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H-3 Nonimmigrant Trainee or
Special Education Exchange Visitor

immigration lawyers

The H-3 nonimmigrant visa category is for an alien coming temporarily to the United States as either a:

  • Trainee to receive training, other than graduate or medical education training, that is not available in the alien’s home country or
  • Special Education Exchange Visitor to participate in a special education exchange visitor training program for children with physical, mental, or emotional disabilities.


An H-3 “trainee” must be invited by an individual or organization for the purpose of receiving training, other than graduate or medical education training, in any field including, but not limited to:  

  • Commerce 
  • Communications 
  • Finance 
  • Government 
  • Transportation 
  • Agriculture 
  • Or the professions

This classification is not intended for employment within the United States. It is designed to provide an alien with job related training for work that will ultimately be performed in the alien’s home country.

In order to obtain H-3 classification, a U.S. employer or organization must provide:

  • Detailed description of the structured training program in which you wish to pursue. The description should indicate the number of hours per week that you will be in classroom training and the number of hours per week that you will be involved in on-the-job training 
  • Summary of your prior training and experience 
  • Explanation of why your training is needed 
  • Explanation of why you can’t take the training in your home country 
  • Explanation of how the training will benefit you in pursuing your career in your home country 
  • Explanation of how your employer or organization will pay for the cost of providing you the training without actually employing you

 Special Education Exchange Visitor

There is a numerical limit (or “cap”) on the number of H-3 “special education exchange visitors” each fiscal year.  As of February 1, 2010, USCIS had not received any petitions  requesting H-3 classification to participate in a special education exchange visitor program in fiscal year 2010.

A petition requesting an H-3 “special education exchange visitor” must be filed by a U.S. employer or organization and include a description of the training the alien will receive and description of the staff and facilities where he/she will be trained. The employer should also explain the details of your participation in the training.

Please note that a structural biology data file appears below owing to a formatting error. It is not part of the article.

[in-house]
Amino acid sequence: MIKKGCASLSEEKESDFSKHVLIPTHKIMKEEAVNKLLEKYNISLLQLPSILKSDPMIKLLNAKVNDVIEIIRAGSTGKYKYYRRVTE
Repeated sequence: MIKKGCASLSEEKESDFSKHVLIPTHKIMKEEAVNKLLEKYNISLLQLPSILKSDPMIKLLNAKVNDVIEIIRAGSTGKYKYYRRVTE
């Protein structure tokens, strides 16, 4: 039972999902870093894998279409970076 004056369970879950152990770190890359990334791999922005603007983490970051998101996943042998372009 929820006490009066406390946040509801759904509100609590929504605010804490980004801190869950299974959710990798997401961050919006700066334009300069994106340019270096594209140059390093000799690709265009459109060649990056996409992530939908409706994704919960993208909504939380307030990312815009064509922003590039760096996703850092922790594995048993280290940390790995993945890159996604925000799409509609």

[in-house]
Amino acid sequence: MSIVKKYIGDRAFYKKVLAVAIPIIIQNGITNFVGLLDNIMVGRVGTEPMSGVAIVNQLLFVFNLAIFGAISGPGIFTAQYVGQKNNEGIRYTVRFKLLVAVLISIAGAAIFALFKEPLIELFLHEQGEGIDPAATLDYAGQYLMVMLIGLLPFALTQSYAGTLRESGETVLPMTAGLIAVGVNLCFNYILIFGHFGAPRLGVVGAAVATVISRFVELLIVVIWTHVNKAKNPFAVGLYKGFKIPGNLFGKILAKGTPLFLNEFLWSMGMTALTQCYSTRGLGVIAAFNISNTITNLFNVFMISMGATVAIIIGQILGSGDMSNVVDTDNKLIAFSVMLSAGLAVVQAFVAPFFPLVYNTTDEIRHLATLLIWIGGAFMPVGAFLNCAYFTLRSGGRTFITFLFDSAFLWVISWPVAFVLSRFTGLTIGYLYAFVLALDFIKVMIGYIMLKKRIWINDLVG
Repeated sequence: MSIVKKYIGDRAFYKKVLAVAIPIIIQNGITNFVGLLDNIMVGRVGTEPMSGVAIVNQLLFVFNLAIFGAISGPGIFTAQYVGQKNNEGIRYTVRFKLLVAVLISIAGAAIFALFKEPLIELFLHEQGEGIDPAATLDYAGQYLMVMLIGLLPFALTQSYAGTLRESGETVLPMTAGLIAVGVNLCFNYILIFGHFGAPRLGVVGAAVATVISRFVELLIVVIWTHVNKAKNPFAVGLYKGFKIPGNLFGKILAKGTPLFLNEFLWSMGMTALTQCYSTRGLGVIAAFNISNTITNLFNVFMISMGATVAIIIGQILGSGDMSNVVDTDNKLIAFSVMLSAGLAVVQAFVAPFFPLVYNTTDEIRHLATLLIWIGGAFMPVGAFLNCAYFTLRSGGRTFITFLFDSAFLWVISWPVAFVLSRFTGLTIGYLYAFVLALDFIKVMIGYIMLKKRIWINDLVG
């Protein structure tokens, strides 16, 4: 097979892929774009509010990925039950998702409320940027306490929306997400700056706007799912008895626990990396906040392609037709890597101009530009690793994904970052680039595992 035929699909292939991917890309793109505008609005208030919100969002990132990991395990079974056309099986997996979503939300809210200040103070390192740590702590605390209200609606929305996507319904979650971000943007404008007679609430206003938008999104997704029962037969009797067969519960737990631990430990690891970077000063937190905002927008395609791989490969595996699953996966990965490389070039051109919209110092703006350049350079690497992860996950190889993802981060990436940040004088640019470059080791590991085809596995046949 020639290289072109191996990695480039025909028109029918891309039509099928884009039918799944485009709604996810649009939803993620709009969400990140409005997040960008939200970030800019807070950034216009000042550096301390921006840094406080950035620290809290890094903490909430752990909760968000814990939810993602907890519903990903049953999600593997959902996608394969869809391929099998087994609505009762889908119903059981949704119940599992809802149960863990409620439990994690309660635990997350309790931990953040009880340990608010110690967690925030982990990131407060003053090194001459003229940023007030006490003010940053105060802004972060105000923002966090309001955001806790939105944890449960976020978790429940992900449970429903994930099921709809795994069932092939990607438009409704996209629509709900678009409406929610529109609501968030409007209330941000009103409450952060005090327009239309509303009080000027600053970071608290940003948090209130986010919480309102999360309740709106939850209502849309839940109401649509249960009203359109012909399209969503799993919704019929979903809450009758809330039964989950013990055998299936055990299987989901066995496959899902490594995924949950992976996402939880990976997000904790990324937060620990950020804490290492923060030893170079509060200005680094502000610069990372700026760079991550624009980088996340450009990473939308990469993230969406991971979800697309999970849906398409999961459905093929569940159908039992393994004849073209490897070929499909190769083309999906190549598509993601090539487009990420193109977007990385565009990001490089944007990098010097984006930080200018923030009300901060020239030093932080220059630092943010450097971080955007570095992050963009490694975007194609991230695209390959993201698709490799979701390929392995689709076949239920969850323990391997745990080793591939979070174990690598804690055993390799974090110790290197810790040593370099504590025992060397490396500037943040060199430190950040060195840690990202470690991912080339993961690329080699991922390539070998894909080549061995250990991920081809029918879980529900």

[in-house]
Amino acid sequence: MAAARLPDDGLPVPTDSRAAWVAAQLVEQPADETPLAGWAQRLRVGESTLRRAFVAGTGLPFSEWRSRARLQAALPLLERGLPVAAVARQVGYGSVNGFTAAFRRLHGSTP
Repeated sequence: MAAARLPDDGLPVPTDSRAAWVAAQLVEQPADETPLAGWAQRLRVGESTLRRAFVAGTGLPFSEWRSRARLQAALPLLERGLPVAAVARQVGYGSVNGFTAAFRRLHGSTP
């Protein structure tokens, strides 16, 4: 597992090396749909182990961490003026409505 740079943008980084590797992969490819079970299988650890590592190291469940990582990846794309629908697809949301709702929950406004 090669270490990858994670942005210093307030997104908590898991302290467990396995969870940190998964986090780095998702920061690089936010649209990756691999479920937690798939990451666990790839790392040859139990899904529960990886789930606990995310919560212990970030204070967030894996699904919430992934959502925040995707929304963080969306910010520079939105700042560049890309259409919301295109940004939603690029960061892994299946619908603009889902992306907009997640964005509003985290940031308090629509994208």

In addition, the U.S. employer or organization must show that the beneficiary is:

  • Nearing the completion of a baccalaureate degree program in special education
  • Has already earned a baccalaureate degree in a special education program, or
  • Has experience teaching children with physical, mental or emotional disabilities. 

Note: Any custodial care of any children must be incidental to the alien’s training.

 Application Process

In order to obtain H-3 classification, your United States employer or organization must file a Form I-129, Petition for Nonimmigrant Worker. The petition must be accompanied by the information provided above.

 Period of Stay

If the petition is approved, you may be allowed to remain in the United States for up to 2 years. If your petition is approved for you to obtain training in the area of special education, you may remain in the United States for 18 months.

 Family of H-3 Visa Holders

Your spouse and children who are under the age of 21 may accompany you to the United States. However, they will not be permitted to work in the United States.

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Moses Apsan and his staff, based in New York City and Newark, NJ provide exceptional legal services throughout the world, in all aspects of immigration to the United States, including non-immigrant (temporary visas), immigrant visa (Green Card) and deportation defense. In addition Mr. Apsan, has been practicing Bankruptcy law and Divorce laws for over 30 years, He was the President of the Federal Bar Association, New Jersey Chapter (1997-2002). He speaks Portuguese and Spanish..
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